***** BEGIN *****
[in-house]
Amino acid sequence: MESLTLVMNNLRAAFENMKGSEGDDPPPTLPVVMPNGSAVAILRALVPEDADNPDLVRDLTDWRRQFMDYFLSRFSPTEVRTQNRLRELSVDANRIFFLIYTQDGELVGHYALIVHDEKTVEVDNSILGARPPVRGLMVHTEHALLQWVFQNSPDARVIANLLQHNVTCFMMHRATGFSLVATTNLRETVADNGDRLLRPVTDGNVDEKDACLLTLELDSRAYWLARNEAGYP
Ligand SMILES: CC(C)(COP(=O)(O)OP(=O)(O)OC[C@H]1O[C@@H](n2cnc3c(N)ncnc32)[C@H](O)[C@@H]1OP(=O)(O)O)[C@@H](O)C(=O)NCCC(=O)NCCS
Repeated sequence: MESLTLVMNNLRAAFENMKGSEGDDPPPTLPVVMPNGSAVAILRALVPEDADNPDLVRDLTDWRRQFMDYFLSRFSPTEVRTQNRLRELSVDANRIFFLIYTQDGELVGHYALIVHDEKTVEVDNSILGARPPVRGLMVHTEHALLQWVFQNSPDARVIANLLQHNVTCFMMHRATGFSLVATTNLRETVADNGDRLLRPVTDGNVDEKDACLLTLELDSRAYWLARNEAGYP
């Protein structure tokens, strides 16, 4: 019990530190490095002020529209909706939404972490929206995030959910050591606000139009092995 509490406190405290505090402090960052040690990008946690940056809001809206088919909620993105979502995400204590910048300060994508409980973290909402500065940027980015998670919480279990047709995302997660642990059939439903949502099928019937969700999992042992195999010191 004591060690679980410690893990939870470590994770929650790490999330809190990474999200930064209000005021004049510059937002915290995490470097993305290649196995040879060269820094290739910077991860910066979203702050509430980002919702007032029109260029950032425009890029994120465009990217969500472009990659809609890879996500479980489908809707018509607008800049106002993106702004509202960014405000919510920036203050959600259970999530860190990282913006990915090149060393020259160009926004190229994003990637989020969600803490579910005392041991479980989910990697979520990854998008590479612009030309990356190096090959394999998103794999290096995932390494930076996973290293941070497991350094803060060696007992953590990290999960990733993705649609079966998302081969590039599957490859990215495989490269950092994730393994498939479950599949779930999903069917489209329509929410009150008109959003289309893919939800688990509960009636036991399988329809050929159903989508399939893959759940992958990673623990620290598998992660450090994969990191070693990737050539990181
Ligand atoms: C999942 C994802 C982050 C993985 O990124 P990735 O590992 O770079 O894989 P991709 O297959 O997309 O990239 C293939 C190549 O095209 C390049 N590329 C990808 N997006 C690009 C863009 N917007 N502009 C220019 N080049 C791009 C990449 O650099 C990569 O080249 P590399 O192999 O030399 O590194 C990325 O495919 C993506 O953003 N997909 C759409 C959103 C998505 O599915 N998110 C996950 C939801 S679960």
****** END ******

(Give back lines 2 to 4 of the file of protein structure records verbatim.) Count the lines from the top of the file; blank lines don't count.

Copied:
Amino acid sequence: MESLTLVMNNLRAAFENMKGSEGDDPPPTLPVVMPNGSAVAILRALVPEDADNPDLVRDLTDWRRQFMDYFLSRFSPTEVRTQNRLRELSVDANRIFFLIYTQDGELVGHYALIVHDEKTVEVDNSILGARPPVRGLMVHTEHALLQWVFQNSPDARVIANLLQHNVTCFMMHRATGFSLVATTNLRETVADNGDRLLRPVTDGNVDEKDACLLTLELDSRAYWLARNEAGYP
Ligand SMILES: CC(C)(COP(=O)(O)OP(=O)(O)OC[C@H]1O[C@@H](n2cnc3c(N)ncnc32)[C@H](O)[C@@H]1OP(=O)(O)O)[C@@H](O)C(=O)NCCC(=O)NCCS
Repeated sequence: MESLTLVMNNLRAAFENMKGSEGDDPPPTLPVVMPNGSAVAILRALVPEDADNPDLVRDLTDWRRQFMDYFLSRFSPTEVRTQNRLRELSVDANRIFFLIYTQDGELVGHYALIVHDEKTVEVDNSILGARPPVRGLMVHTEHALLQWVFQNSPDARVIANLLQHNVTCFMMHRATGFSLVATTNLRETVADNGDRLLRPVTDGNVDEKDACLLTLELDSRAYWLARNEAGYP